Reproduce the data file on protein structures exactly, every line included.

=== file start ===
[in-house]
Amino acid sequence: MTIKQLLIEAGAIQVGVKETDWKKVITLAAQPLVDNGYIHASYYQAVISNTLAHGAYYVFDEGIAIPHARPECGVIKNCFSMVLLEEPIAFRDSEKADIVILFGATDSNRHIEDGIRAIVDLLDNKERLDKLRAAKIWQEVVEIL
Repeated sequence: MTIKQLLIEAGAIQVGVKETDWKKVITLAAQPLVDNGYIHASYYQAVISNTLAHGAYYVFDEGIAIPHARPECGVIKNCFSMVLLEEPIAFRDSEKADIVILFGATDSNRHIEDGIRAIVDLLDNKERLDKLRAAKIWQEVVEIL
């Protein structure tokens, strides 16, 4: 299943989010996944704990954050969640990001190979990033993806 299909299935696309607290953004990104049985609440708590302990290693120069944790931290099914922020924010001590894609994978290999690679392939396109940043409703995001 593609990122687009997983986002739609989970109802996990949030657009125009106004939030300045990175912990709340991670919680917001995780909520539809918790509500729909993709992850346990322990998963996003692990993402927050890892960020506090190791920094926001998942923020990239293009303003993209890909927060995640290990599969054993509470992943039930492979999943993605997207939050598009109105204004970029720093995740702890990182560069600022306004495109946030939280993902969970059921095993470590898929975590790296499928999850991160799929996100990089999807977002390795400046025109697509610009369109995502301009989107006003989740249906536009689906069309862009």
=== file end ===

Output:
[in-house]
Amino acid sequence: MTIKQLLIEAGAIQVGVKETDWKKVITLAAQPLVDNGYIHASYYQAVISNTLAHGAYYVFDEGIAIPHARPECGVIKNCFSMVLLEEPIAFRDSEKADIVILFGATDSNRHIEDGIRAIVDLLDNKERLDKLRAAKIWQEVVEIL
Repeated sequence: MTIKQLLIEAGAIQVGVKETDWKKVITLAAQPLVDNGYIHASYYQAVISNTLAHGAYYVFDEGIAIPHARPECGVIKNCFSMVLLEEPIAFRDSEKADIVILFGATDSNRHIEDGIRAIVDLLDNKERLDKLRAAKIWQEVVEIL
């Protein structure tokens, strides 16, 4: 299943989010996944704990954050969640990001190979990033993806 299909299935696309607290953004990104049985609440708590302990290693120069944790931290099914922020924010001590894609994978290999690679392939396109940043409703995001 593609990122687009997983986002739609989970109802996990949030657009125009106004939030300045990175912990709340991670919680917001995780909520539809918790509500729909993709992850346990322990998963996003692990993402927050890892960020506090190791920094926001998942923020990239293009303003993209890909927060995640290990599969054993509470992943039930492979999943993605997207939050598009109105204004970029720093995740702890990182560069600022306004495109946030939280993902969970059921095993470590898929975590790296499928999850991160799929996100990089999807977002390795400046025109697509610009369109995502301009989107006003989740249906536009689906069309862009």